Along with England v Germany, Portugal v Spain represented another titanic battle of rival nations.
The so-called Iberian derby was billed by many as a potential classic. Free-flowing, end-to-end attacking football was hoped for, but as they did against the Brazilians, Portugal set out to frustrate and stifle the opposition, resting hopes of a goal on the counter-attack.
For the first 45 minutes, Carlos Queiroz’s game plan worked to perfection. While Spain’s narrow and lob-sided formation (with David Villa patrolling the left and no out-and-out player on the right) certainly played in to the hands of the Portuguese, Queiroz’s side did brilliantly to deny the three Spanish playmakers no time on the ball.
Xabi Alonso, Xavi Hernadez and Andres Iniesta – despite plenty of movement in between the lines – were constantly pressed and forced into negative passes. When the ball did go wide to David Villa, Pepe came across to aid his full-back and make it difficult for the La Roja to create any chances. The industry of Pepe’s midfield partner, Tiago, was also impressive throughout the first half. Not only did he close down opponents and make important tackles, but he looked like he had the creative spark to open up a chance at the other end.
At half-time Vicente Del Bosque reacted and made a tweak that gave the Spanish the extra emphasis they needed. Sergio Ramos was pushed much further up the pitch, almost acting as a right winger, and gave balance to the team, along with some much needed width. Portugal’s three-man midfield became stretched.
The variation in the Spanish play started to hurt the Portuguese and the goal was a great example of how narrow they were at times. Playing so compact worked for 45 minutes or so because the Spanish players love to link up in the centre of the pitch, it therefore easier for the Portuguese players to get tight on their opponents and deny them space.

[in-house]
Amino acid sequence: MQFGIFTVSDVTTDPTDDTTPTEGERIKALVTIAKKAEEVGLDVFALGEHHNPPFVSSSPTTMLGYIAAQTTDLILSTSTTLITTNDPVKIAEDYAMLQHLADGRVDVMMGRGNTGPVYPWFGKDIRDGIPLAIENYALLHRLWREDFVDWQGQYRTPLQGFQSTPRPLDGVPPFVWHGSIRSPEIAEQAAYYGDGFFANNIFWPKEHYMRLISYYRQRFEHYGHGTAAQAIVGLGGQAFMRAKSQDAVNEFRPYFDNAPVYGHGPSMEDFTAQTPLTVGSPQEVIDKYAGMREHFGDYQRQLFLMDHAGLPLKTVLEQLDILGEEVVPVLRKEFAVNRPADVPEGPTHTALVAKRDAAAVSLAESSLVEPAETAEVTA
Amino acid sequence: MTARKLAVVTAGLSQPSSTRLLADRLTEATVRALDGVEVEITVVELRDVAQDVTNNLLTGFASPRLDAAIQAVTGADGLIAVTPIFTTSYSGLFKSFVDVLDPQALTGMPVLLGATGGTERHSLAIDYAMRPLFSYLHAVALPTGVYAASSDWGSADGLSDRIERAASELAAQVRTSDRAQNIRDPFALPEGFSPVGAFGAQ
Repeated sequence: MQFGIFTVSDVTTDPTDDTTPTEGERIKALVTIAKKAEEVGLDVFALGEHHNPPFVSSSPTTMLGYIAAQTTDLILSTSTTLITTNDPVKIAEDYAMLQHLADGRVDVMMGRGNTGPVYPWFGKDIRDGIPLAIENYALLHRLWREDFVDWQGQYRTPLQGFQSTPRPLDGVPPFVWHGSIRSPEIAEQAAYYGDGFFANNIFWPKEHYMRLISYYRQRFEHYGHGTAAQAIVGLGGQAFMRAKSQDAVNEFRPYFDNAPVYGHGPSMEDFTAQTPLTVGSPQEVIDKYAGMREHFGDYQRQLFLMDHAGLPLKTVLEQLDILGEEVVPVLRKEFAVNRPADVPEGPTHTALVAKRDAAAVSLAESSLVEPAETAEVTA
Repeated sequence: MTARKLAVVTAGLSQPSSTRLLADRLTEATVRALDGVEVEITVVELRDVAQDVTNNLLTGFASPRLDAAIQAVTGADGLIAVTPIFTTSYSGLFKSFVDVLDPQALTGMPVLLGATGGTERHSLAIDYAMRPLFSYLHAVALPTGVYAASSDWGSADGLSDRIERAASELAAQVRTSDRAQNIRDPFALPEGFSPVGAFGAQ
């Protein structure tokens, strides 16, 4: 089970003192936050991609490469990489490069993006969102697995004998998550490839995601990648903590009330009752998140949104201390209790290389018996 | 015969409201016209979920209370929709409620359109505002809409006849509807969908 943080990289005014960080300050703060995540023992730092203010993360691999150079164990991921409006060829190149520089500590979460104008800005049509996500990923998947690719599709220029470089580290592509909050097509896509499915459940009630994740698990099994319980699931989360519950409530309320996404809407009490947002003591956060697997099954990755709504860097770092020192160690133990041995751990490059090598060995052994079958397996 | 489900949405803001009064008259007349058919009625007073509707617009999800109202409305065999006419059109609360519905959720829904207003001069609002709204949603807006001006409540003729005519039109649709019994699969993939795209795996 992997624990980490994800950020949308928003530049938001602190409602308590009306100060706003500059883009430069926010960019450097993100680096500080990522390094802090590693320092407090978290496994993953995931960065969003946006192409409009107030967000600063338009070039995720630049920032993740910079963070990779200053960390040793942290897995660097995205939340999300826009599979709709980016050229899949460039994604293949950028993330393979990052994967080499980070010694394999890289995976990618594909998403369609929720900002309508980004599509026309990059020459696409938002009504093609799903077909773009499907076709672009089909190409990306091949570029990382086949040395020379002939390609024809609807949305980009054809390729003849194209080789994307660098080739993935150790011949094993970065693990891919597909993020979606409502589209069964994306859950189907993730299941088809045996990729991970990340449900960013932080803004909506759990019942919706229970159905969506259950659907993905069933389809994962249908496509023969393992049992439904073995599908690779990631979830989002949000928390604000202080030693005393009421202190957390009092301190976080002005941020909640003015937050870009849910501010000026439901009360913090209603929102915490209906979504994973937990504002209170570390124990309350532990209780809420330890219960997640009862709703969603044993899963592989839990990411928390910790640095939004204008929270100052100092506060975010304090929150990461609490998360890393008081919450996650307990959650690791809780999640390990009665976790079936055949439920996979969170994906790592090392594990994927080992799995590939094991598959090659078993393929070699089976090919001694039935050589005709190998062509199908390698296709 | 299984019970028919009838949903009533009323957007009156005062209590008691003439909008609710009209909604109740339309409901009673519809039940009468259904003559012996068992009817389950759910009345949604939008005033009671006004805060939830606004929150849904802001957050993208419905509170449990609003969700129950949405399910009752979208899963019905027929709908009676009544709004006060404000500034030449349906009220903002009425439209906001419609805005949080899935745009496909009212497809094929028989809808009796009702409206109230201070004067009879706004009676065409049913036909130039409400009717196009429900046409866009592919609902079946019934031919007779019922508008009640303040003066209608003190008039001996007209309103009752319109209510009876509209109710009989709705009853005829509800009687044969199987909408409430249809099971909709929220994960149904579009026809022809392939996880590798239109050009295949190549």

However, when Del Bosque’s team added width on both sides of the pitch, with David Villa on the left and Sergio Ramos on the right (his cross for Llorente should have brought the second), it became difficult for Portugal to deal with.
Below is a screen of the goal scored by Villa. As you can see, the four Portuguese defenders and three midfielders are all caught in the middle of the pitch, leaving the left and right hand sides open to exploitation.
While you could argue that Portugal played the perfect game for 45 minutes, they failed to react once they had conceded, which consequently, cost them the game. Queiroz shuffled his team around (Ronaldo had stints on the left, right and in the centre following the Spanish goal), but couldn’t find a way to get hold of possession and provide any type of attacking threat. Perhaps, when you have been defending for the majority of the game it is ultimately difficult to then switch to an attacking mentality, it certainly seemed the case.
In addition, Spain are probably the worst side in world football to go one down against. Possession is their strength and seeing out a game with spells of “keep-ball” suits the Spanish just fine.
Many will see tonight’s result as a victory for “football”, but don’t expect Paraguay to play any differently against the Spanish as Portugal did last night. Both Switzerland and Portugal have shown in this competition that the European Champions can be frustrated. However, if Paraguay are to cause an upset, they must react to any tweaks made by Del Bosque throughout the game and show a great deal more potency upfront than they have done so far.